Eighth Grader Ravina Thakkar Writes a Novel Thanks to the Make-A-Wish Foundation and Sourcebooks

Ravina Thakkar, an eighth-grader in Plainfield, IL, has cystic fibrosis, a life-threatening medical condition that affects her lungs and digestive system. She doesn’t define herself that way, though. She thinks of herself as a writer–and a girl who loves to dance and listen to music.

When she became eligible, her social worker helped make her dreams come true through the Make-A-Wish® Illinois foundation.

Ravina wanted to write a book for middle graders, and she did just that yesterday when Sourcebooks released her new title. The publisher gave Ravina the entire author experience–from working with editors and designers to revising the manuscript and weighing in on the cover art.

Ravina’s book is called Adventure of a Lifetime and was written when she was 8-years-old. It’s about a 9-year-old girl named Betty who battles alongside a character from her favorite fiction series as they race from one danger to the next.Adventure of a Lifetime It was released on her 14th birthday. Ravina’s doing a marketing and publicity campaign that includes this Q&A with me: nts and bravery.

KK: How old were you when you wanted to become a writer? What age should we parents start encouraging our little ones who seem interested in it?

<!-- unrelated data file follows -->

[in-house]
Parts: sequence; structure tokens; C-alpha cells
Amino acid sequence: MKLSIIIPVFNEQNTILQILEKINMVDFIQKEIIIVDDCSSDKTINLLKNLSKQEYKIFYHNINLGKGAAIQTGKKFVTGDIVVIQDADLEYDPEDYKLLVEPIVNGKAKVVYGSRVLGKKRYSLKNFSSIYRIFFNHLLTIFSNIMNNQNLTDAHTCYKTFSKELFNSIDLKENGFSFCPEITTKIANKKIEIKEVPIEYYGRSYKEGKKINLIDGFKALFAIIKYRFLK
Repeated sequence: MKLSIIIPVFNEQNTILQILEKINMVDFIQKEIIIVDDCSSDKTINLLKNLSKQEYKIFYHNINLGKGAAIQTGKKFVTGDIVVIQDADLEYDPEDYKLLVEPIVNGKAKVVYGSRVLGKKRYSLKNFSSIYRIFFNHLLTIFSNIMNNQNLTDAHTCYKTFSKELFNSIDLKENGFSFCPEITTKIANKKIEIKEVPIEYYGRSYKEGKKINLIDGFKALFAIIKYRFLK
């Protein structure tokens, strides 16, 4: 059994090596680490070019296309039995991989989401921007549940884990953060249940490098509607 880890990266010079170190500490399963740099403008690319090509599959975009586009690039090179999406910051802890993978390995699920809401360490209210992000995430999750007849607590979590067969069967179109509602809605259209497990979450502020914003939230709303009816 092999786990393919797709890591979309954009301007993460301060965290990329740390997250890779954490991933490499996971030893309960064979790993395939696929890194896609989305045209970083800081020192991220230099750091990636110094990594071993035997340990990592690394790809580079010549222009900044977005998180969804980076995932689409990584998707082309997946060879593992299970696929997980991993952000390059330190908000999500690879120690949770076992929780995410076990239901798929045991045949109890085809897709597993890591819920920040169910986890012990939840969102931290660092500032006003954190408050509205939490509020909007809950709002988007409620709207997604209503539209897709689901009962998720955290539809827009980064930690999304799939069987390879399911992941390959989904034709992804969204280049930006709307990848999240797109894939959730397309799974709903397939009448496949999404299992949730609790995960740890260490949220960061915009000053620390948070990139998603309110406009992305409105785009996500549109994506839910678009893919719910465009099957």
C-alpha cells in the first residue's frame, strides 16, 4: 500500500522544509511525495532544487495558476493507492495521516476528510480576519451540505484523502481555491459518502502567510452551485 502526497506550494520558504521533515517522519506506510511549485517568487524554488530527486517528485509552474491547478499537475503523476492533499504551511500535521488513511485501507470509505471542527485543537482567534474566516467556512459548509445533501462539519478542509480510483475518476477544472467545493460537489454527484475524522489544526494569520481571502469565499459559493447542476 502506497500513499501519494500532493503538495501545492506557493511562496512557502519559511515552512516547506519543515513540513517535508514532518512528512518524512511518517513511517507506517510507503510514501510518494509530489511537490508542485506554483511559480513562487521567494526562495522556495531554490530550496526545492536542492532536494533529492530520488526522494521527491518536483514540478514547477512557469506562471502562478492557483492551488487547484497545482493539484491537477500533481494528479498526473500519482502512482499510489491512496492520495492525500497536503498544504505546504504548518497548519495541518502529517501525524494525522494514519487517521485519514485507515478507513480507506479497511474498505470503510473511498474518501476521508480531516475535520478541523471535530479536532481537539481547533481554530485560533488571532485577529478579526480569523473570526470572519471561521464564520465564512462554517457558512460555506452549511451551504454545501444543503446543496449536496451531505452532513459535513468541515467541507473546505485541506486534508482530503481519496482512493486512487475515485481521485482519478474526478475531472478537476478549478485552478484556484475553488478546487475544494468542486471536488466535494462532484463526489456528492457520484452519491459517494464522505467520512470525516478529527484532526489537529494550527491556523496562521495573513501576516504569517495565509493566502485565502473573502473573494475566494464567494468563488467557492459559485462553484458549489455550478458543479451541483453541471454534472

RT: (At left.) I was 6 when I decided I wanted to be a writer, I think…or at least, that was when the idea first got in my head. If children show interest in writing, then I would definitely suggest encouraging them early on! My parents’ support is one of the reasons I’m here today.

KK: How does your illness tie into your deep desire to write? How do your experiences affect your writing?
RT: Well, in my case, Cystic Fibrosis affects my lungs more than anything else. I take medication and do three treatments a day to stay healthy, and since those treatments take up much time in my day, they’re usually the time when I sit down to write. However, I don’t think Cystic Fibrosis has really affected my actual writing in anyway though…I’ve never really written about it.

KK: Kids your age are really busy. How did you communicate your passion to your parents, and make sure you had enough time to write, while juggling school, friends and after-school activities?
RT: The time I had during treatments helped a lot. I’m not in many extra-curricular activities anyway, but as school gets harder and harder, there’s less time to write. I’ve been juggling ideas around in my head and jotting them down for a later date, so I can write them out once everything gets less hectic.

KK: What advice do you have for other parents whose kids are interested in writing?
RT: Support them! If they want to, let your children tell you about their stories. Readers make the best writers, so encourage that. However, some kids just like writing as a hobby and that’s fine–never make it into a chore of sorts for them.

KK: If you could meet any writer, who would it be?
RT: Oh, this is funny, considering my first ‘wish’ with the foundation was to meet J.K. Rowling. Sadly, she’s not a participant in the Make A Wish foundation, but I’d still love to meet her! Either her or John Green, most definitely.

KK: If you could write another book, what would it be about?
RT: I’m not quite sure yet…I’ve kind of gravitated towards realistic fiction instead of adventure fiction, so if I did write something else, it would probably be that genre.

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